A South Korean-Vietnamese shipbuilding company in central Khanh Hoa Province on Tuesday was ordered to store 20,000 tons of copper slag it imported late 2009, which sparked public outrage about harmful impacts it may have on human health.
Hyundai Vinashin workers wrap canvas around the copper slag waste before the inpection team comes.
After an inspection made by the Ministry of Natural Resources and Environment officers, the Hyundai Vinashin Shipyard Co. Ltd. (HVS) was told to report on environment protection methods if it wanted to use the copper slag in the future.
The Khanh Hoa Province People’s Committee was asked to explain why it allowed the import of cooper slag by HVS, a joint-venture between South Korea’s Hyundai Group and the Vietnam Shipbuilding Industry Corporation.
HVS deputy general director, Vu Minh Phu, told Tuoi Tre the abrasive substances were imported for cleaning the ship surface within two years.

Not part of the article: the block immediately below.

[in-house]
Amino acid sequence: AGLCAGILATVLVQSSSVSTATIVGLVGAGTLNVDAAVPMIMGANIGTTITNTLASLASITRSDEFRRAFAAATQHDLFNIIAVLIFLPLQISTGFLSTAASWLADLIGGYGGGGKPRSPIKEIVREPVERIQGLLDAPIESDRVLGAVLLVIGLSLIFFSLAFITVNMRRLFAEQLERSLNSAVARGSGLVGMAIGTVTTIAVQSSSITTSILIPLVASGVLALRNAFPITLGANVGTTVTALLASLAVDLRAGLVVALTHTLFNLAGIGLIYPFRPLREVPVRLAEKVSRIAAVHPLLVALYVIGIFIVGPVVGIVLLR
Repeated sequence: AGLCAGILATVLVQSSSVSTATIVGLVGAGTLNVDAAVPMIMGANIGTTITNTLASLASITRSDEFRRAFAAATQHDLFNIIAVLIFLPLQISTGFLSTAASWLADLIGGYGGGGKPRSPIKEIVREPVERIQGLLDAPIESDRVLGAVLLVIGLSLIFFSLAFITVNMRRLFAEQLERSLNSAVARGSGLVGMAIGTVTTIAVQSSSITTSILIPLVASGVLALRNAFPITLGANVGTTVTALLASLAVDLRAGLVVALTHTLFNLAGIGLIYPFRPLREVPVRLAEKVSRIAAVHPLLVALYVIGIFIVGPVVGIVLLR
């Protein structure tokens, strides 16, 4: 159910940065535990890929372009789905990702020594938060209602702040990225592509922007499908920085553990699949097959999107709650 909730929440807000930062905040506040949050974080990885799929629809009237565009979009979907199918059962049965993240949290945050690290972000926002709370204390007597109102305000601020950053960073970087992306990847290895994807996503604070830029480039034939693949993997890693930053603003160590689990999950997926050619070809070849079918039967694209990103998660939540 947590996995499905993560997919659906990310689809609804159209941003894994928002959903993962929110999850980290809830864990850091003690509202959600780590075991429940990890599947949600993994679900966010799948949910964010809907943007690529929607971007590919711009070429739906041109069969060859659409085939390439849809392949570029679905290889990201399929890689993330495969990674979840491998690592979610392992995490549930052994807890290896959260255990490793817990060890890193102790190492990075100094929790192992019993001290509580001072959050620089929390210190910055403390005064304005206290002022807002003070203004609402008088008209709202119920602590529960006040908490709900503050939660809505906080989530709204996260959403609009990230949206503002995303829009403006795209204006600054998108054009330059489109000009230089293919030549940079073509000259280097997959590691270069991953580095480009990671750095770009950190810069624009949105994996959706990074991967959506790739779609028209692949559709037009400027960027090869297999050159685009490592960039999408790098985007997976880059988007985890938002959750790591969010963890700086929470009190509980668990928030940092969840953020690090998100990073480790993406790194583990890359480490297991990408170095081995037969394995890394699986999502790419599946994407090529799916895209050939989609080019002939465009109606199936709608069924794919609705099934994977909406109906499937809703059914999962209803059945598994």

According to the Ministry of Natural Resources and Environment, it previously turned down a proposal on copper slag import by the Khanh Hoa provincial authorities.
Copper slag is an abrasive blasting grit made of granulated slag from metal smelting processes. Copper slag abrasive is suitable for blast cleaning of steel and stone or concrete surfaces, removal of mill scale, rust, old paint and dirt.
On July 8, 2008, environmental police caught Hyundai Vinashin using four trucks to try to dump more than 60 tons of the toxic waste near a residential area in Ninh Hoa District.
The trucks were then ordered to take the waste back to the shipyard.
According to local scientists, the copper slag dust dispersed from the site contains metal elements such as iron, copper and lead, which are harmful to human health.
Tuoi Tre found out people living near the HVS factory have suffered from great agony caused by the copper slag dust, as the microscopic grains have been widely diffused in the air, constantly enveloping villages nearby.
In November 2008, Deputy Prime Minister Hoang Trung Hai gave Hyundai Vinashin a three-year deadline to clean up its copper slag waste.
Meanwhile, HVS kept on saying that copper slag is not harmful and the abrasives are widely used in the shipbuilding industry in many countries in the world, including Japan, South Korea and Singapore.